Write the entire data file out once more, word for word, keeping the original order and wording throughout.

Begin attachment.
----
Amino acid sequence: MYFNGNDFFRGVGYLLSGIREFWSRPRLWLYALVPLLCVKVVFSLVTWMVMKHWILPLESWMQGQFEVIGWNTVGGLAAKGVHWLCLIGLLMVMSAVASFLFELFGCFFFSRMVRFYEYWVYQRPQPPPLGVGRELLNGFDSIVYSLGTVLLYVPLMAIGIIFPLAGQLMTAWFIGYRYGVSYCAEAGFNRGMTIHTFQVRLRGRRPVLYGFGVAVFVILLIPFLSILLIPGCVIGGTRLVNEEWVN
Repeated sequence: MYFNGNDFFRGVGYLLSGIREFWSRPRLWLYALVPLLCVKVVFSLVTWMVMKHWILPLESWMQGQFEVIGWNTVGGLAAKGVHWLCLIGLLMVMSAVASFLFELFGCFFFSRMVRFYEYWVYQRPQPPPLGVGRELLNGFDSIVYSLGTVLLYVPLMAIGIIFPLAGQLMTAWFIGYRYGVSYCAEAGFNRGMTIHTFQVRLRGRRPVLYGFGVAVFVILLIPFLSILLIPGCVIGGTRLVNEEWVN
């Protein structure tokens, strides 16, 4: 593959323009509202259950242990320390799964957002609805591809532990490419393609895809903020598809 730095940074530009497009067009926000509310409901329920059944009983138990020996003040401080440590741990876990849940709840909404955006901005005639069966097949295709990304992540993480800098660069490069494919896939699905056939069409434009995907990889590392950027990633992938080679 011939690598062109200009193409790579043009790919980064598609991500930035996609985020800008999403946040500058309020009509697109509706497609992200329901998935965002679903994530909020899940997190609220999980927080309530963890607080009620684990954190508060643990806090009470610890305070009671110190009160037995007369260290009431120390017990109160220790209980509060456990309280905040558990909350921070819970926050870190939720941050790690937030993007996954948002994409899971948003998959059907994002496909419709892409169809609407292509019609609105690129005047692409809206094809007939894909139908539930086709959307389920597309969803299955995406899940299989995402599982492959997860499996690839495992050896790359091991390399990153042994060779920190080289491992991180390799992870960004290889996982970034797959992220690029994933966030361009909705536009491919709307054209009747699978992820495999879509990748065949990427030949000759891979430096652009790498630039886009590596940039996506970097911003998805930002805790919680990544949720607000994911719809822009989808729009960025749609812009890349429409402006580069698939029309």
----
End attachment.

Amino acid sequence: MYFNGNDFFRGVGYLLSGIREFWSRPRLWLYALVPLLCVKVVFSLVTWMVMKHWILPLESWMQGQFEVIGWNTVGGLAAKGVHWLCLIGLLMVMSAVASFLFELFGCFFFSRMVRFYEYWVYQRPQPPPLGVGRELLNGFDSIVYSLGTVLLYVPLMAIGIIFPLAGQLMTAWFIGYRYGVSYCAEAGFNRGMTIHTFQVRLRGRRPVLYGFGVAVFVILLIPFLSILLIPGCVIGGTRLVNEEWVN
Repeated sequence: MYFNGNDFFRGVGYLLSGIREFWSRPRLWLYALVPLLCVKVVFSLVTWMVMKHWILPLESWMQGQFEVIGWNTVGGLAAKGVHWLCLIGLLMVMSAVASFLFELFGCFFFSRMVRFYEYWVYQRPQPPPLGVGRELLNGFDSIVYSLGTVLLYVPLMAIGIIFPLAGQLMTAWFIGYRYGVSYCAEAGFNRGMTIHTFQVRLRGRRPVLYGFGVAVFVILLIPFLSILLIPGCVIGGTRLVNEEWVN
């Protein structure tokens, strides 16, 4: 593959323009509202259950242990320390799964957002609805591809532990490419393609895809903020598809 730095940074530009497009067009926000509310409901329920059944009983138990020996003040401080440590741990876990849940709840909404955006901005005639069966097949295709990304992540993480800098660069490069494919896939699905056939069409434009995907990889590392950027990633992938080679 011939690598062109200009193409790579043009790919980064598609991500930035996609985020800008999403946040500058309020009509697109509706497609992200329901998935965002679903994530909020899940997190609220999980927080309530963890607080009620684990954190508060643990806090009470610890305070009671110190009160037995007369260290009431120390017990109160220790209980509060456990309280905040558990909350921070819970926050870190939720941050790690937030993007996954948002994409899971948003998959059907994002496909419709892409169809609407292509019609609105690129005047692409809206094809007939894909139908539930086709959307389920597309969803299955995406899940299989995402599982492959997860499996690839495992050896790359091991390399990153042994060779920190080289491992991180390799992870960004290889996982970034797959992220690029994933966030361009909705536009491919709307054209009747699978992820495999879509990748065949990427030949000759891979430096652009790498630039886009590596940039996506970097911003998805930002805790919680990544949720607000994911719809822009989808729009960025749609812009890349429409402006580069698939029309």